When US national security advisor HR McMaster spoke yesterday (Oct.19), press reports focused on his strained relationship with senator John McCain and details an attack in Niger that killed four US soldiers earlier this month.
But far more consequential were McMaster’s vehement remarks on North Korea.
Asked at the Foundation for Defense and Democracy about Pyongyang’s decision not to negotiate with Washington until it has full nuclear capability, McMaster insisted that the peninsular had to denuclearize:
The president has been extremely clear on his perspective on North Korea. He’s not going to accept this regime threatening the United States with a nuclear weapon. He just won’t accept it. There are those who have said, ‘What about accept and deter?’ Well, accept and deter is unacceptable. So this puts us in a situation where we are in a race to resolve this, short of military action.
In addition to dismissing the strategy of deterring nuclear weapon use, McMaster similarly wrote off “freeze-for-freeze”—in which the US would stop military exercises near the peninsula, in exchange for Pyongyang pausing its missile program. Most experts see freeze-for-freeze as a viable diplomatic route to avoid conflict.
Richard Haass, the influential president of the Council on Foreign Relations think tank and onetime advisor to former secretary of state Colin Powell, tweeted in response:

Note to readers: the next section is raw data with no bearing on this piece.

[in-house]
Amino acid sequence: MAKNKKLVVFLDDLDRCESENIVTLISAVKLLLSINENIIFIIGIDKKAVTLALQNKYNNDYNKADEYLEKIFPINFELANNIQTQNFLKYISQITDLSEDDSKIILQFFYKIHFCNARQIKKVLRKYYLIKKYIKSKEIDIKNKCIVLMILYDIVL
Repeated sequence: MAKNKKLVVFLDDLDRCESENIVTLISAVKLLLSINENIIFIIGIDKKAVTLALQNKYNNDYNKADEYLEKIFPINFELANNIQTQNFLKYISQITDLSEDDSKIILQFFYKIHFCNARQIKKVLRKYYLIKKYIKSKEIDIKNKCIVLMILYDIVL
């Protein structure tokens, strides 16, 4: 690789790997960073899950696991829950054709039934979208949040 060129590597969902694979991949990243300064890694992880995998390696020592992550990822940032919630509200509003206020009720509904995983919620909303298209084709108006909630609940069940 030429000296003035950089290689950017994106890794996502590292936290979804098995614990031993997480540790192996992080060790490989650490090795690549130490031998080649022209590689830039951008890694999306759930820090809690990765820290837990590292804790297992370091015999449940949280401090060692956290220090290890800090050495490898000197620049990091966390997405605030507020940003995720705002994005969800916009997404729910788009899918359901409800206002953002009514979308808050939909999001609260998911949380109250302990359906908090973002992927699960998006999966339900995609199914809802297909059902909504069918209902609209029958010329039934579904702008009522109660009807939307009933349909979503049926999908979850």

The tone of impatience from McMaster—seen as one of the most rational actors in the administration—also has top analysts worried. McMaster echoed his boss Donald Trump by repeatedly saying “we’re running out of time” and bemoaning “long, drawn-out negotiations during which North Korea continues to advance their missile program.” He also seemed to talk down dealmaking as ineffectual:
“Long drawn-out negotiations…then deliver a nuclear agreement, and North Korea then immediately breaks that agreement. That agreement: what does it do? It locks in the status quo as the new normal—you can’t afford it any more. As [UN] Ambassador Haley said, ‘We’ve been kicking this can down the road and we’re out of road.’
The US won’t make progress toward denuclearization without patient diplomacy, says Joel S. Wit, who had senior roles in North Korea nuclear negotiations under president Bill Clinton. ”[McMaster] wants denuclearization, but the point is he wants it overnight somehow. It’s not magically going to happen overnight,” Wit said in a phone interview. “If not overnight, that means you need to negotiate, reach agreements, be in phases—and that takes time. It doesn’t sound like [the administration] is really interested in taking time.”
It seems McMaster’s strategy is either “laying the groundwork” for some kind of military action, an attempt to spook China into taking heavy economic sanctions, or both, says Wit, a senior fellow at Johns Hopkins and Columbia University.
Limited military action may include shooting a North Korean missile test out of the sky, he explains. “If we destroy it over the Pacific, [the White House] thinks ‘Oh gee, they’re not gonna respond because it’s off the Korean peninsula. But I think that’s an extremely dangerous kind of thinking,” Wit says. “We don’t really know what wouldn’t provoke a response. I think it’s more likely than not that there will be response from North Korea.”
Even the Trump White House seems far from a consensus on McMaster’s strategy. Defense secretary Jim Mattis’ views aren’t publicly clear, while secretary of state Rex Tillerson is bent on diplomacy—despite Trump undermining those efforts.